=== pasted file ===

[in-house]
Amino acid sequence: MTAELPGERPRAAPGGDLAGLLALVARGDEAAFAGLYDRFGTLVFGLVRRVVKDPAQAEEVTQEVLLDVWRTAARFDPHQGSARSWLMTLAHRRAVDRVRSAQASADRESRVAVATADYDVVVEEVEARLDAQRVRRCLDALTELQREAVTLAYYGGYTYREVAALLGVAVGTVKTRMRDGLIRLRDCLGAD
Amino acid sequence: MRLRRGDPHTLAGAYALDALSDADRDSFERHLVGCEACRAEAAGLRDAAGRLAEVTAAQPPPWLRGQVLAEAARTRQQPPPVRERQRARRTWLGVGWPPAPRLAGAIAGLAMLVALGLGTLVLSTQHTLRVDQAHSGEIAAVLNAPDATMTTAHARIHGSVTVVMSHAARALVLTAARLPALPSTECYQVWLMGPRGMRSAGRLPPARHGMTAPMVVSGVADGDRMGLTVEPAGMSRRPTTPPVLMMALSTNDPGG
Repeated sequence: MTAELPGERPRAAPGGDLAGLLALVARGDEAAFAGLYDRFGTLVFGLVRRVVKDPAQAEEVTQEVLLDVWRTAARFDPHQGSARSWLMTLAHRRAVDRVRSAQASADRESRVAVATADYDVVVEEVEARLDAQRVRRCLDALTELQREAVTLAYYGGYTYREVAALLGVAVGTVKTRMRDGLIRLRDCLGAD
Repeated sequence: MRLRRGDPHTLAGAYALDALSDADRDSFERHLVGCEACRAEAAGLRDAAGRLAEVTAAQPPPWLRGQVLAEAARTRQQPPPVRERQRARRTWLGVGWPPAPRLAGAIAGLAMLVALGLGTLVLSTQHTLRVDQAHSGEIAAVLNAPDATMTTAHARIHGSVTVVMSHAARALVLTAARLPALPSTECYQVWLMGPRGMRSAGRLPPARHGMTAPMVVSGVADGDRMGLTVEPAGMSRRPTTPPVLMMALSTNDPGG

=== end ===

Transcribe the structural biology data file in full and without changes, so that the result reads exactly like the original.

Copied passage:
[in-house]
Amino acid sequence: MTAELPGERPRAAPGGDLAGLLALVARGDEAAFAGLYDRFGTLVFGLVRRVVKDPAQAEEVTQEVLLDVWRTAARFDPHQGSARSWLMTLAHRRAVDRVRSAQASADRESRVAVATADYDVVVEEVEARLDAQRVRRCLDALTELQREAVTLAYYGGYTYREVAALLGVAVGTVKTRMRDGLIRLRDCLGAD
Amino acid sequence: MRLRRGDPHTLAGAYALDALSDADRDSFERHLVGCEACRAEAAGLRDAAGRLAEVTAAQPPPWLRGQVLAEAARTRQQPPPVRERQRARRTWLGVGWPPAPRLAGAIAGLAMLVALGLGTLVLSTQHTLRVDQAHSGEIAAVLNAPDATMTTAHARIHGSVTVVMSHAARALVLTAARLPALPSTECYQVWLMGPRGMRSAGRLPPARHGMTAPMVVSGVADGDRMGLTVEPAGMSRRPTTPPVLMMALSTNDPGG
Repeated sequence: MTAELPGERPRAAPGGDLAGLLALVARGDEAAFAGLYDRFGTLVFGLVRRVVKDPAQAEEVTQEVLLDVWRTAARFDPHQGSARSWLMTLAHRRAVDRVRSAQASADRESRVAVATADYDVVVEEVEARLDAQRVRRCLDALTELQREAVTLAYYGGYTYREVAALLGVAVGTVKTRMRDGLIRLRDCLGAD
Repeated sequence: MRLRRGDPHTLAGAYALDALSDADRDSFERHLVGCEACRAEAAGLRDAAGRLAEVTAAQPPPWLRGQVLAEAARTRQQPPPVRERQRARRTWLGVGWPPAPRLAGAIAGLAMLVALGLGTLVLSTQHTLRVDQAHSGEIAAVLNAPDATMTTAHARIHGSVTVVMSHAARALVLTAARLPALPSTECYQVWLMGPRGMRSAGRLPPARHGMTAPMVVSGVADGDRMGLTVEPAGMSRRPTTPPVLMMALSTNDPGG